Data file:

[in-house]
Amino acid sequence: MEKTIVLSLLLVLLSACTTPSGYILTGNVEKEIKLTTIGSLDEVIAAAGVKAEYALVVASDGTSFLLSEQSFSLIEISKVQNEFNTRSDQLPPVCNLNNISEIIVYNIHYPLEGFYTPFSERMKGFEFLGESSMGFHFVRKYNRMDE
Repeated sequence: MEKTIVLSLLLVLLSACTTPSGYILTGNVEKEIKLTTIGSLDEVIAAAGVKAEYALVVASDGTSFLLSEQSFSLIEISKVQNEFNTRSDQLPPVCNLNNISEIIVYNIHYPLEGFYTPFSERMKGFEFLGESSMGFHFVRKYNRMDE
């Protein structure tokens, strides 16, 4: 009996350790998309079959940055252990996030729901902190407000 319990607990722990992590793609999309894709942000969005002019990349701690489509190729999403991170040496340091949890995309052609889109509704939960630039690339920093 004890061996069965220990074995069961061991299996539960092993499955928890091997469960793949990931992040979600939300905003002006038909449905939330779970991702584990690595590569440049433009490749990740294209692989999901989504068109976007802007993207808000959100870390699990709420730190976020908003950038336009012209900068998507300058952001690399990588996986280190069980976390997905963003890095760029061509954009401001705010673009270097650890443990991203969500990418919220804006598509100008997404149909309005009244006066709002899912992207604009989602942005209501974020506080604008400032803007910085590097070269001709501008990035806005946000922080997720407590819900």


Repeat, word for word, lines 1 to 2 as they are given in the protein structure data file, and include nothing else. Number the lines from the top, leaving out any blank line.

[in-house]
Amino acid sequence: MEKTIVLSLLLVLLSACTTPSGYILTGNVEKEIKLTTIGSLDEVIAAAGVKAEYALVVASDGTSFLLSEQSFSLIEISKVQNEFNTRSDQLPPVCNLNNISEIIVYNIHYPLEGFYTPFSERMKGFEFLGESSMGFHFVRKYNRMDE